Don't Mistake Indian Fry Bread for Funnel Cake
We'll admit it. Gastronomy in Arizona can be confusing, from distinguishing between chile peppers to learning how to pronounce chilaquiles. In the "Arizona Food Defined" series, we fulfill your culinary curiosity about the Grand Canyon State.
Is American Indian fry bread the same thing as funnel cake? Nope, not at all. They might use similar ingredients—but, then again, so do cookies and cake.
Let's put it this way: If you have the ingredients to make funnel cake, then you have the ingredients for fry bread. Fry bread—also known as Indian fry bread or Navajo tacos—is made from flour, salt, baking powder and warm water. Plus shortening, in which to fry the dough. These staples were all American Indian tribes had access to when fry bread was first created (more on that later). Funnel cakes utilize those same basics but also include eggs, milk and sugar.
Beyond this, the tastes, textures and origins of the two foods differ greatly.
The origin of fry bread in Arizona
Indian fry bread was invented out of necessity. More than 150 years ago, the United States government forced thousands of Navajo Indians from their homelands in what is now Arizona, making them walk 300 miles (known as the "Long Walk") to the New Mexico Territory—and to a land where they had no access to the foods that comprised their diet.
To prevent the Navajo from starving, the government provided rations such as canned goods, as well as flour, water, salt and lard—which became the simple makings of fry bread. After four years of terrible living conditions, the U.S.-Navajo Treaty of 1868 was signed, allowing the Navajo to make the journey back to a smaller portion of their original homeland.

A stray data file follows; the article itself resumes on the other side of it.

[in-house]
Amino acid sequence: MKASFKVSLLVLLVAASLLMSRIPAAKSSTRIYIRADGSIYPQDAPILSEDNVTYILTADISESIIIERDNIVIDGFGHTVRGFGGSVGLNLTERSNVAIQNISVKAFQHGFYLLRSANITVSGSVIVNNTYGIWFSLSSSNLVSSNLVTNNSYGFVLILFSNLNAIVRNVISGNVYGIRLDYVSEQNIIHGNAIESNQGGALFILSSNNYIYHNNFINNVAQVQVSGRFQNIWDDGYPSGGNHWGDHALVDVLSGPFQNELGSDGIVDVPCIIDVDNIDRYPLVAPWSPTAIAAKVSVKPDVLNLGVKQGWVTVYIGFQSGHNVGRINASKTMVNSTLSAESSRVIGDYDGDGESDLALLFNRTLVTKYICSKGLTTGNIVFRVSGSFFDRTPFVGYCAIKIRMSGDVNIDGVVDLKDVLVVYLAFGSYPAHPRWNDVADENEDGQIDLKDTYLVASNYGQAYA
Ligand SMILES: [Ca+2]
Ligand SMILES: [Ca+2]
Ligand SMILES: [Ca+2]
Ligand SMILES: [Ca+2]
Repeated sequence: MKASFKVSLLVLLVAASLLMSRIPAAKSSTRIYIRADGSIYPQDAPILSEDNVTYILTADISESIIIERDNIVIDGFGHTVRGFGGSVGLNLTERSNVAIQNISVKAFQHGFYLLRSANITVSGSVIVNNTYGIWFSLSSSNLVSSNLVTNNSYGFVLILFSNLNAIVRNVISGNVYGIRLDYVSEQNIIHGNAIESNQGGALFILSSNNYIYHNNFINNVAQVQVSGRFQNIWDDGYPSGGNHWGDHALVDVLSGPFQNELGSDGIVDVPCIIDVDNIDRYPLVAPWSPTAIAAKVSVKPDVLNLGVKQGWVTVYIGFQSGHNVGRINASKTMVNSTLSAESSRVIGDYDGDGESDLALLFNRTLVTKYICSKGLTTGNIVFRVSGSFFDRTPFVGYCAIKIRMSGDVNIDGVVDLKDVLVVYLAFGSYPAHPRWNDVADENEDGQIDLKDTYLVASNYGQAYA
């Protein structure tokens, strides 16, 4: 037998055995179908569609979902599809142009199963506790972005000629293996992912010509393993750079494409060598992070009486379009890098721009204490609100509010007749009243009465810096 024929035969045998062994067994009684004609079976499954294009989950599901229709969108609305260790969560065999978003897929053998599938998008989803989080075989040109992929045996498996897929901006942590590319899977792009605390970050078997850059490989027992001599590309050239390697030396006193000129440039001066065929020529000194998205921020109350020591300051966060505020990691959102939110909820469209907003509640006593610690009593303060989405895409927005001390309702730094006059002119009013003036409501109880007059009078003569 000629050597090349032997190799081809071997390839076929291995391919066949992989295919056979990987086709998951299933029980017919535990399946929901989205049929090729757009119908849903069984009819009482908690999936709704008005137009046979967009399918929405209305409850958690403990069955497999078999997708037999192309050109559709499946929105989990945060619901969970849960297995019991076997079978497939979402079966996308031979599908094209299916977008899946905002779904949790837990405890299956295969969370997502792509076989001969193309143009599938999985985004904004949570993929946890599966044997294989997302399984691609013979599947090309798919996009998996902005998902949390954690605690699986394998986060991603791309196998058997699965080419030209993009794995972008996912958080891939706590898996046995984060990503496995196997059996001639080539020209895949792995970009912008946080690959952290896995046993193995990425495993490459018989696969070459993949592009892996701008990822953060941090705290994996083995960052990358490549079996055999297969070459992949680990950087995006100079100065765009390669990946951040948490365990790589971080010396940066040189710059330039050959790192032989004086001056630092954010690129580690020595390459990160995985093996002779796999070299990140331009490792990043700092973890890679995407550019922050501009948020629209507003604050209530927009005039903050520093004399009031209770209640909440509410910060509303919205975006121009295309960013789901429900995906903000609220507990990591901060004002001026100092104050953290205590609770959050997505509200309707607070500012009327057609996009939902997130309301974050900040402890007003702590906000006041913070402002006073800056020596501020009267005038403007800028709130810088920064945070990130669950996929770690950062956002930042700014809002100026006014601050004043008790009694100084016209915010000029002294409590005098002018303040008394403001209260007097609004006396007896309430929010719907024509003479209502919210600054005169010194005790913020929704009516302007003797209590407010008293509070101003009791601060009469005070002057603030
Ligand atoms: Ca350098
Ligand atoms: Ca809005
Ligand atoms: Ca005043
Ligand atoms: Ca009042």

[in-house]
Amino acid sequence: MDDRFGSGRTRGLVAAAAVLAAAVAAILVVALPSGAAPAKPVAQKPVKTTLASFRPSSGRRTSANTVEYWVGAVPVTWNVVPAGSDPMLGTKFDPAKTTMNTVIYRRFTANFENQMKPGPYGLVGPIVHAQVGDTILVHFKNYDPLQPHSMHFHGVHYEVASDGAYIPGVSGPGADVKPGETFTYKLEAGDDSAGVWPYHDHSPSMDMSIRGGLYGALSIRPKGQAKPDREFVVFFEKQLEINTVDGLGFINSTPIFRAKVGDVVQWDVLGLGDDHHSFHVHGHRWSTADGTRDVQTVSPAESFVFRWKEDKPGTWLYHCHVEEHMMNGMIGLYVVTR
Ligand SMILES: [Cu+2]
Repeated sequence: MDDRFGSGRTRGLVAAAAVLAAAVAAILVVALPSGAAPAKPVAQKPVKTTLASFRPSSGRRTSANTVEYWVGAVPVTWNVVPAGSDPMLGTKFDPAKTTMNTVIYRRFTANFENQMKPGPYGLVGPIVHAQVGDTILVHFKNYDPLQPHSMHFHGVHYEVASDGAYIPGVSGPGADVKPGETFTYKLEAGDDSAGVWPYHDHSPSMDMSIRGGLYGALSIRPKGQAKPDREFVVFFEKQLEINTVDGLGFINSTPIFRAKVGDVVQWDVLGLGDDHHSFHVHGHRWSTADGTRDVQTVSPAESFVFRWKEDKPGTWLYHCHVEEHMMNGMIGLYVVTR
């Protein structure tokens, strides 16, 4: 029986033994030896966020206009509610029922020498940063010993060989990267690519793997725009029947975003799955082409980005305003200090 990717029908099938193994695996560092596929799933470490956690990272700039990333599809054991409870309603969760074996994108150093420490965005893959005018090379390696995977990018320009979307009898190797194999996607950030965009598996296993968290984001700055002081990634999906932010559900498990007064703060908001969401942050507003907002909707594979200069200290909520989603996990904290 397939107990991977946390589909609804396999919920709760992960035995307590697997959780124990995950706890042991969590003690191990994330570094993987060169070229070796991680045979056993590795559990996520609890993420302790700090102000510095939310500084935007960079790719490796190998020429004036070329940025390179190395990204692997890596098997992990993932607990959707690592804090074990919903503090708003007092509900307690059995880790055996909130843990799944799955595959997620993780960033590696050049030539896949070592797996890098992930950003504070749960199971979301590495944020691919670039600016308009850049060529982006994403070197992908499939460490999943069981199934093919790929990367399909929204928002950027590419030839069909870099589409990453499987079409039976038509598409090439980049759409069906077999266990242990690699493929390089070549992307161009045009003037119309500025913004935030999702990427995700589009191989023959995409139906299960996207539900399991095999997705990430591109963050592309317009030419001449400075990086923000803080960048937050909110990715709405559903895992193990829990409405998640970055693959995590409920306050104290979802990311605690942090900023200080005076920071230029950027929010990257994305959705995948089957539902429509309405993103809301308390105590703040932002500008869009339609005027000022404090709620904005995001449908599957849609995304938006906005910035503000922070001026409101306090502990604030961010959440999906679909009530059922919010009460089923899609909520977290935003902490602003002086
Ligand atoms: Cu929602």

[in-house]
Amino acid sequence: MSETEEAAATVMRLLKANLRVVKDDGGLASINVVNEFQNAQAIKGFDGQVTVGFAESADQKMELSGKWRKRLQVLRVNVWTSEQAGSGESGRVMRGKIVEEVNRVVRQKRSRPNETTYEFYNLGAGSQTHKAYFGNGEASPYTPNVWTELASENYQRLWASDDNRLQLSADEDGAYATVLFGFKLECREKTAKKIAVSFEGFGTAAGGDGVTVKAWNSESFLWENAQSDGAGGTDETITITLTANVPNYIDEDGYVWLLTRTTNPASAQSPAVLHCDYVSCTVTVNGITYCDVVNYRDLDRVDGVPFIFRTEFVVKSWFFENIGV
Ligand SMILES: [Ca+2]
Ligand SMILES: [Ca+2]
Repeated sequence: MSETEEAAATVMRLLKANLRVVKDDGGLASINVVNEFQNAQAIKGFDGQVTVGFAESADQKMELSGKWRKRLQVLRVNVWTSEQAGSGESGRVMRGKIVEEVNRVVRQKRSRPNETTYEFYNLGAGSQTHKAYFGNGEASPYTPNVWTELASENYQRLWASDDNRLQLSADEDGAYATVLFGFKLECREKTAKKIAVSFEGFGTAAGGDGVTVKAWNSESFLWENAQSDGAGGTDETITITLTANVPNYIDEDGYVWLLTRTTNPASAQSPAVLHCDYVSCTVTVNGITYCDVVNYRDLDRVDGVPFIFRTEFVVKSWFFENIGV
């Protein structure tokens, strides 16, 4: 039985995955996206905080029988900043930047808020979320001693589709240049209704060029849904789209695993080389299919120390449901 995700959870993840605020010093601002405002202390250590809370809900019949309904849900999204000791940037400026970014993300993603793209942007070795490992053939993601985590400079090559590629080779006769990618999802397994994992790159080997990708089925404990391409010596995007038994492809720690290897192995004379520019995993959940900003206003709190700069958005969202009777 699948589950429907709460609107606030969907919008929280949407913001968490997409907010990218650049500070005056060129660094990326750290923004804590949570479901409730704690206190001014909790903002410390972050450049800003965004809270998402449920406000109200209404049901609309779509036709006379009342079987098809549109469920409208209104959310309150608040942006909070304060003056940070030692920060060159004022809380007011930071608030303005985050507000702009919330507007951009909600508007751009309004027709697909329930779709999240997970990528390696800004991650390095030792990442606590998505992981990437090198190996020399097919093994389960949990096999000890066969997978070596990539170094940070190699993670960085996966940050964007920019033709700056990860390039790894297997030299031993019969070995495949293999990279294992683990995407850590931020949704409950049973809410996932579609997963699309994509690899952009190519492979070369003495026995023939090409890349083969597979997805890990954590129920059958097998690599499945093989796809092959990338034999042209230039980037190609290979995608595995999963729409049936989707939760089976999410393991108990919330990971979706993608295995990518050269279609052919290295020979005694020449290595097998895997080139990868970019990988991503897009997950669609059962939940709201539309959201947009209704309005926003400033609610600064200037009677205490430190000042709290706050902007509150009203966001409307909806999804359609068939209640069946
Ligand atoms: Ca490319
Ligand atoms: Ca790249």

To this day, many Navajo regard fry bread as a symbol—albeit, a complicated one—of perseverance, pain, adaptability and survival. It's also a powerful link between the generations.
Funnel cake's origin story started in medieval Persian cultures. Their popular dough-centered dishes spread throughout Europe before Pennsylvania Dutch and German immigrants brought a version that resembles modern-day funnel cake to North America.
How to eat fry bread
First, let's look at how fry bread is made. A round ball of dough is rolled back and forth and flattened into a pancake of sorts. A hole is sometimes made in the center of the dough with a thumb or finger, then it's laid carefully in a skillet heated with oil. When the dough puffs up, it's turned over once, then removed from the skillet.
Fry bread is either eaten plain or layered with toppings that range from honey and sugar to beef and beans.
While funnel cake is traditionally served plain with powdered sugar, fry bread enjoys dual roles as a sweet confectionary or a savory taco crowned with ground beef, beans, diced tomatoes, shredded lettuce and cheddar cheese.
Fry bread is bubbly and chewy—sort of like pizza dough or puffy pita bread—while funnel cake is bumpy and takes on a layered shape, like a bundle of yarn.
Both funnel cake and Indian fry bread make appearances at state fairs and carnivals. But for fry bread, there are signs of a shift at Arizona restaurants with menu items that do justice to the food's cultural significance. Look for fry bread served alongside chipotle peppers, tepary beans, nopales and corn—heritage ingredients that speak to Arizona's agricultural history.
Where to eat fry bread in Arizona
These restaurants' takes on this cultural dish have won awards, rave reviews and cult followings.
Café Santa Rosa, Tucson
Try the Indian Burger: two hamburger patties, roasted green chiles, cheddar, shredded lettuce, tomato and onion, all stuffed into a folded fry bread "bun."
Cameron Trading Post and Restaurant, Cameron
A staple on the menu since the 1930s, the Navajo taco is smothered in a spicy base of ground beef and chili beans and topped with chopped green chiles, shredded lettuce, tomato and cheese.
Courtyard Café at the Heard Museum, Phoenix
Get a taste of heritage ingredients when you order fry bread with creamy tepary-bean hummus. For dessert, try warm fry bread and ice cream.
Fry Bread House, Phoenix
You can go sweet (fry bread covered in butter and cinnamon) or savory (topped with a hearty helping of chorizo and beans). Owned and operated by members of the Tohono O'odham Nation, the Fry Bread House earned an America's Classics Award from the James Beard Foundation in 2012.